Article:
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Sr. Elizabeth: A True Inspiration Part 5

The Enthronement and Conversions

As for conversions wrought through the Enthronement, by just making the effort of bringing the Sacred Heart into the home. I shouldn't say it was an effort it was rather a longing, an urge, a necessity, a loving one. I had to wait sometimes, 2 years, 5 years, 10 years for a conversion, but once the Sacred Heart went into a home I was convinced the miracle of grace would take place.

Mr. R. was a Baptist. He married a Catholic girl. They had eight children. Mrs. R. brought them up in her faith of course. Mr. R. was satisfied, it seemed to be the way he was. Sunday or weekdays, it didn't matter. They were all the same to him. He was always dressed up with his old working clothes. Naturally he was a good upright man, but his wife and children never bothered him on religious issues. When I was called there to take care of Mrs. R., of course, the Sacred Heart came in with me. I explained the Enthronement to them. Rev. George Archambault came to officiate at the solemn ceremony and Mr. R. himself hung the picture up, and signed his name to the document. Then I wondered would he ever turn a Catholic. It seemed so hopeless. But Our Lord was there and nothing is impossible to Him. We just have to wait. We waited ten years when Mr. R. became a fervent Catholic. It stirred the town as he was a prominent businessman. Our Lord made use of a serious sickness he had and exhortations I gave him to take the step. He told me afterwards that he had been wishing to become a Catholic for forty years but that there was no one to “church” him. He didn't know the meaning of that expression but I understood. He meant that no one was interested in helping him. They left him in his little corner indifferent whether he saved his soul or not. But Our Lord isn't indifferent. He has a Heart, a loving one.

Mr. V. wasn't a Catholic, but his wife and little girl were. I brought a picture of the Sacred Heart to them. They hung it up well in view in the parlor. Many times, Mr. V. was approached on the Catholic faith but he wouldn't let the grace of God grasp him, he dodged it. As things weren't going too well in the family, I encouraged them to pray together. They did. Nearness to Our Lord warmed Mr. V. up. I explained the Enthronement to him. He became anxious to have it done. I had explained the case to Father Cornelius Collins. He was a very zealous priest. Mr. V. went after Father with his car. They got acquainted with each other. Father solemnly enthroned the Sacred Heart in the family. When everything was over and the document was signed, Father said to Mr. V: “Let's go in the next room, here. I'm going to put you in tow. When shall we start instructions?” “Whenever you're ready, Father,” answered Mr. V. The Sacred Heart had given him a push into the net. He was caught. He is now a fervent Catholic and so happy that the whole family is united in the One faith and so proud to kneel alongside his little daughter and wife at Mass on Sundays and receive Holy Communion with them.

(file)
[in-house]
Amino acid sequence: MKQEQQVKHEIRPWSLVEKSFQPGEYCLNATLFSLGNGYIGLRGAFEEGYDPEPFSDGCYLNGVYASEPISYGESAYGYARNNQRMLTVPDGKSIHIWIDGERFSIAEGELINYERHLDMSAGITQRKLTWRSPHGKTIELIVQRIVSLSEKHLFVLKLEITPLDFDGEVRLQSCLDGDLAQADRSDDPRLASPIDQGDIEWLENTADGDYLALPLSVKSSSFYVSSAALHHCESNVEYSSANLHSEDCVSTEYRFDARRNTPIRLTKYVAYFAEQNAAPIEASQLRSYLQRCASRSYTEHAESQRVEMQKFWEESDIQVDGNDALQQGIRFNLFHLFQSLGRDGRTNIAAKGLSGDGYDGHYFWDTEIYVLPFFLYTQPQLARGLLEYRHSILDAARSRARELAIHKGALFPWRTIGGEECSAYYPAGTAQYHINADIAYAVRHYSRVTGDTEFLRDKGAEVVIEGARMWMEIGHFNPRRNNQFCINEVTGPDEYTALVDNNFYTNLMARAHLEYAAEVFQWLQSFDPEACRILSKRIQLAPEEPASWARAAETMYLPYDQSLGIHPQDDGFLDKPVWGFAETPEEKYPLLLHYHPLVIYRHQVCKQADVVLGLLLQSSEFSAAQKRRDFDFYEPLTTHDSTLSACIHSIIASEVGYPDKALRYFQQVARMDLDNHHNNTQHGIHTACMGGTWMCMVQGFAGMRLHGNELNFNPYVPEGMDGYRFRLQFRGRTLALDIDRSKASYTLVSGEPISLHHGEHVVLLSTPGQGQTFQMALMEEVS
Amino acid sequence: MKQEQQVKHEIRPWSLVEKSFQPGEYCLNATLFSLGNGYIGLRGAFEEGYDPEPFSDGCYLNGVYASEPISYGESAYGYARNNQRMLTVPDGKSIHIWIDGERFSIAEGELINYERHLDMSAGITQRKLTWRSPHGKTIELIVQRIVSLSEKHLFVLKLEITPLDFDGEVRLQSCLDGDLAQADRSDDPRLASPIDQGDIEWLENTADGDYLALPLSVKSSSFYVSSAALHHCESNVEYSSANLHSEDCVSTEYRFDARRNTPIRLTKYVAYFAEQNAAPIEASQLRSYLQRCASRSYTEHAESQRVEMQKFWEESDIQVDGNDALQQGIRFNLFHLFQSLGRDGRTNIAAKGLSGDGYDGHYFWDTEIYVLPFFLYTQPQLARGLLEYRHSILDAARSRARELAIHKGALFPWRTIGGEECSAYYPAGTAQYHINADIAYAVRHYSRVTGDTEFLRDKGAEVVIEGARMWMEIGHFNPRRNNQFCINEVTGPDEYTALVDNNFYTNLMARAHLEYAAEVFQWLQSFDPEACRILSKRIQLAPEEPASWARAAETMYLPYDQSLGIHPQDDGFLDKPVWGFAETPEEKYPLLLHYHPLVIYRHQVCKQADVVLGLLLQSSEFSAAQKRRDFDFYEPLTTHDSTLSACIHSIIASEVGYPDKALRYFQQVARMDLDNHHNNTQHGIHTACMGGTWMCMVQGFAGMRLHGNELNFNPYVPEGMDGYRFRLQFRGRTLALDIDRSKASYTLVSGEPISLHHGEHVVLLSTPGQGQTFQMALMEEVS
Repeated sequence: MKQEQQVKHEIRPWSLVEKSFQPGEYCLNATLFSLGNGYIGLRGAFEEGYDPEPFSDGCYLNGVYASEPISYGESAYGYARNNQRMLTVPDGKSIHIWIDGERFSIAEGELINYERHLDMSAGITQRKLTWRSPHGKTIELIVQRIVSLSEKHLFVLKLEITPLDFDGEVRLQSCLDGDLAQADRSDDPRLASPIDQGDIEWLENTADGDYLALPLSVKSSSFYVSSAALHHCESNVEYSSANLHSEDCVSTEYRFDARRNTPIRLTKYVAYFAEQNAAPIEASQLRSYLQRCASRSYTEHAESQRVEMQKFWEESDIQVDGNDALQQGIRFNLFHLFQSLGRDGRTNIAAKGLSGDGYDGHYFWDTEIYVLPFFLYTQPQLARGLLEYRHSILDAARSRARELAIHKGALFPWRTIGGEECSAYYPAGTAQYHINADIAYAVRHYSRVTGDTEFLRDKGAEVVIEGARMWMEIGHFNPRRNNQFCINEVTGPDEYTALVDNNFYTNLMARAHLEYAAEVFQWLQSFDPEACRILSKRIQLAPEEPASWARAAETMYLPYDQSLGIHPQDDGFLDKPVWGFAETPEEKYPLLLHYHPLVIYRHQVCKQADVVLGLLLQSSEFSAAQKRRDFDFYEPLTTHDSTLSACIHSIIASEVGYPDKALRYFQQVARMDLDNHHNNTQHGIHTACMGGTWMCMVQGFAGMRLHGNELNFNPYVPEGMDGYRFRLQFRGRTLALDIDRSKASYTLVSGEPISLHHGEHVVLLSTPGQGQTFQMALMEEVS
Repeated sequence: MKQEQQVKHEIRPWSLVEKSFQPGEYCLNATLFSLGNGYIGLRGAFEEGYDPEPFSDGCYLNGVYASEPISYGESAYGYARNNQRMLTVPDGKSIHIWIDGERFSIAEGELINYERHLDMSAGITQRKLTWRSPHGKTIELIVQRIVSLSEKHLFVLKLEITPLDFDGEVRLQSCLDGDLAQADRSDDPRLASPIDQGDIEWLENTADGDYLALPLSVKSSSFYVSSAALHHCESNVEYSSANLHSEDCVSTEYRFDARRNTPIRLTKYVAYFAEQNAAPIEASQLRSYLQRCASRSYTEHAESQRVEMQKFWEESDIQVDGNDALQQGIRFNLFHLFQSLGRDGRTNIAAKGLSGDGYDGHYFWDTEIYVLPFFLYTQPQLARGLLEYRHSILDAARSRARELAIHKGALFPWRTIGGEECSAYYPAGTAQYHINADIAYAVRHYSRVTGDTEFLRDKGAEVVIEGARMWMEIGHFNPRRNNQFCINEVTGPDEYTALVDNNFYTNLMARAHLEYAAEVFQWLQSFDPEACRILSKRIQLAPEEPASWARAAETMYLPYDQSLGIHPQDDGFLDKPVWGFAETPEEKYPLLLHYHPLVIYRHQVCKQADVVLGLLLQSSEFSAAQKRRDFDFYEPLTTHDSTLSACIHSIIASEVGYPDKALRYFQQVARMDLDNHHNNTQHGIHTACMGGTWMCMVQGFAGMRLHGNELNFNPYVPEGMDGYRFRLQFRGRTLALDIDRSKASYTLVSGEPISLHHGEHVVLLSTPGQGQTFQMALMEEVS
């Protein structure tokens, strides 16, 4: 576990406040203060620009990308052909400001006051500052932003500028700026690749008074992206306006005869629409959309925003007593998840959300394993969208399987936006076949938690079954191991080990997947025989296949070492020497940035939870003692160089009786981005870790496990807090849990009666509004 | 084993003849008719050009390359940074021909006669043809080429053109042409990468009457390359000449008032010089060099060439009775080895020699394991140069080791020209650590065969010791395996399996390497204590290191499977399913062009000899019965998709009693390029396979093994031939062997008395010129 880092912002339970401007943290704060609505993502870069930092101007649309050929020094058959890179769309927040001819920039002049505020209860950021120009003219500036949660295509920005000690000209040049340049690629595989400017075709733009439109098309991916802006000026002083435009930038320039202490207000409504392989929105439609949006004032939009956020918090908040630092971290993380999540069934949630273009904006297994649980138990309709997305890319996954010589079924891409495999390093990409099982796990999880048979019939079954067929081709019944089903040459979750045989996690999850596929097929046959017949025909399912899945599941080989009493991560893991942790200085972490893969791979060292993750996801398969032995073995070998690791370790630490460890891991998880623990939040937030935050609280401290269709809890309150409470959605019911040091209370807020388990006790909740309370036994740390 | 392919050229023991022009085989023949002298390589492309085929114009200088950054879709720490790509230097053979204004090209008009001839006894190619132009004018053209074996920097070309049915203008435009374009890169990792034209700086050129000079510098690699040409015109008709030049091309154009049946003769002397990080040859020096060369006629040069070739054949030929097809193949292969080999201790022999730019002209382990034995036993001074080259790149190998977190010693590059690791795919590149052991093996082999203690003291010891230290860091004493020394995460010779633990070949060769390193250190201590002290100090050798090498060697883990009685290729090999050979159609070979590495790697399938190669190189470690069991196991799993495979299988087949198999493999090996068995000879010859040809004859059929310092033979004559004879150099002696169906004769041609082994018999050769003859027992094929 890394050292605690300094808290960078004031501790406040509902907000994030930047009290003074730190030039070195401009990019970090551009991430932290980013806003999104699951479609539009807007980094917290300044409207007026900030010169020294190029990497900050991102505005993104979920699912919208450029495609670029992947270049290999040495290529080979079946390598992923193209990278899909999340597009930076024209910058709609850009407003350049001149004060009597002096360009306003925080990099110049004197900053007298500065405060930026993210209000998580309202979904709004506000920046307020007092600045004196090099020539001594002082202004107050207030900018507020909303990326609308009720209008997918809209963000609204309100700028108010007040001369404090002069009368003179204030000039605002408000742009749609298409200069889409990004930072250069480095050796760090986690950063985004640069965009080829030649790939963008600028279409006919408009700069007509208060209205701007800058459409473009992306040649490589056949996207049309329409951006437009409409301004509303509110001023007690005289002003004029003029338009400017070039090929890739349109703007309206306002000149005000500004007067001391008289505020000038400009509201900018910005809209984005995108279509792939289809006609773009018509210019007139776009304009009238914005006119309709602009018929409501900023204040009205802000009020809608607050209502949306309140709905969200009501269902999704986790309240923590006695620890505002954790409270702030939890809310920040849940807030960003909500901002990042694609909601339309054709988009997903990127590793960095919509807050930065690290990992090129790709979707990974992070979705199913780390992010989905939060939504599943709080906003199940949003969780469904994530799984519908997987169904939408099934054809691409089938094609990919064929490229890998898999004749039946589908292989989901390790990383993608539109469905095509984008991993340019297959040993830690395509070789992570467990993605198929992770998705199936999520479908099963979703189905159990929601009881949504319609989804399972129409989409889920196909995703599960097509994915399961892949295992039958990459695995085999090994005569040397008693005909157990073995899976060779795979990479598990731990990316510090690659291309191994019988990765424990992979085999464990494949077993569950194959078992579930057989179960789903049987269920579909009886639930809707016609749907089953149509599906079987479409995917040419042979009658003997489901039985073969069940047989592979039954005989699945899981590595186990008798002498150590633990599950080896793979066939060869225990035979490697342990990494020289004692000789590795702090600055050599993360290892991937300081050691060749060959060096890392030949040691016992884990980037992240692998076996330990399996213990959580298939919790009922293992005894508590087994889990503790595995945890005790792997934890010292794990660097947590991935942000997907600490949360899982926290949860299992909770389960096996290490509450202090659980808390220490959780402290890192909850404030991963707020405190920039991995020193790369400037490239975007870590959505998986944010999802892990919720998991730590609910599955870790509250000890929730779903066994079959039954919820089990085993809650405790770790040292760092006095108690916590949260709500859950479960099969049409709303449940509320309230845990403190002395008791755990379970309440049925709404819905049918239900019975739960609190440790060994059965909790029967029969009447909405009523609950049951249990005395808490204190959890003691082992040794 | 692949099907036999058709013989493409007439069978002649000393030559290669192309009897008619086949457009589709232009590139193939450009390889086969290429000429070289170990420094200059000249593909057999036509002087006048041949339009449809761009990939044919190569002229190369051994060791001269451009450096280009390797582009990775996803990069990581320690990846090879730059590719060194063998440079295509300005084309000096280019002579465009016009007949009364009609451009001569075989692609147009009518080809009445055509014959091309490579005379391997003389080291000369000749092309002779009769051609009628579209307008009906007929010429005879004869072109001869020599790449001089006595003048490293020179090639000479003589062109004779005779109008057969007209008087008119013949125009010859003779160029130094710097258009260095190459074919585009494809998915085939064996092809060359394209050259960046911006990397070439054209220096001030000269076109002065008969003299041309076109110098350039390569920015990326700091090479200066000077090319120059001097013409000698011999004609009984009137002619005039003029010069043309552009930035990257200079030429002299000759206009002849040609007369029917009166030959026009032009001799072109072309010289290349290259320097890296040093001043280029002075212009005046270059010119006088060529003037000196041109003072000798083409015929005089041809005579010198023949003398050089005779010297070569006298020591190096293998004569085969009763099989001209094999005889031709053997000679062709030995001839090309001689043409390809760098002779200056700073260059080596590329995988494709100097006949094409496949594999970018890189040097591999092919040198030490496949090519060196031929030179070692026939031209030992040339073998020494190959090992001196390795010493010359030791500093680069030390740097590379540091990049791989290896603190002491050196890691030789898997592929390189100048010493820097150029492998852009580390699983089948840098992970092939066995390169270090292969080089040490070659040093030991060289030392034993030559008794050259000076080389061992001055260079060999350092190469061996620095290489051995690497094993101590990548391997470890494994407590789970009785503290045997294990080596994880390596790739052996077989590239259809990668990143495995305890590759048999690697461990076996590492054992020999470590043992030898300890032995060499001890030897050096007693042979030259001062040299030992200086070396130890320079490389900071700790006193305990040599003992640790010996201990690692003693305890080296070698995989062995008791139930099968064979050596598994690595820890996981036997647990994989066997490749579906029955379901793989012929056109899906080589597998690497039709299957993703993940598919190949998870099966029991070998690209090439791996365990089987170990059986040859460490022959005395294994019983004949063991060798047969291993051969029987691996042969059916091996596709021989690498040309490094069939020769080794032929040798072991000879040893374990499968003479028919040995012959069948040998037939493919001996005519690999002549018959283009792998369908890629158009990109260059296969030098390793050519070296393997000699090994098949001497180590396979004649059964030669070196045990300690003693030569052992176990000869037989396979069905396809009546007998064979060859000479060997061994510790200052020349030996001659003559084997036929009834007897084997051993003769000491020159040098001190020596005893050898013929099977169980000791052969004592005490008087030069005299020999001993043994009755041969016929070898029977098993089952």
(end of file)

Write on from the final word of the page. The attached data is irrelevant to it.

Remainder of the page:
The fire didn't stop there; it spread. Mr. V. has a friend Mr. F. who was a non-Catholic but also had a Catholic wife and son. They informed me about it. As Mrs. F. had a sore leg it gave me a reason to visit her. In our conversation she explained to me how concerned their boy was. Being 15 years old it dawned on him that he was the only one in the family going to church on Sunday. Why would they be so intent and anxious about him practicing his religion when his father didn't bother practicing any, nor his mother. She had an excuse sometimes on account of sickness, but still there were times when she could have gone.

At my second visit there, Mr. F. happened to come in from work. “Oh, good”, I said, “you're just the one I want to see.” We went into the parlor, and who did I find there but a good size picture of the Sacred Heart that Mrs. F’s sister, a Maryknoll had given her when they got married. But she didn't know that they were married outside the Church. When I saw the Sacred Heart it gave me courage and I was convinced He had led me there. I explained to Mr. F. that there was a great worry marring his wife's happiness, she was outside her Church and that his consent to marry in the Church would lift or take it away. Then I told him how his son felt, how happy he would be to see his father kneeling alongside of him in Church. “You see”, I said, “it is for you to lead him, not he lead you. In a family all should be in harmony, all united especially in the most important thing, Faith. “If you want,” I said to Mr. F, “I'll help you to study your catechism and make things easy for you.” It gave me great hope when Mr. F. said to me “Will you give me until tomorrow to think it over?” When Mr. F. came out of the parlor his boy said to him: “Dad, did you say yes?” “Not yet”, his father said. The boy was broken hearted. He went in his room and sobbed. His father consoled him and told him that he didn't say “no” but would give his answer the next day. Of course when the morrow came it was “Yes”. They went to see the priest were married in the Church, then Mr. F. after a regular course of instructions was baptized for the first time and admitted in the Church. What happiness in the family, thanks to the Sacred Heart, whose picture was hanging in the parlor for so many years. Our Lord himself said: “I will bless the place where an image of my heart is honored and exposed. Our Lord was working his way there, slowly but surely. So thanks to the Enthronement at Mr. V.s’, Mr. F.’s conversion was brought about and their friendship became stronger still.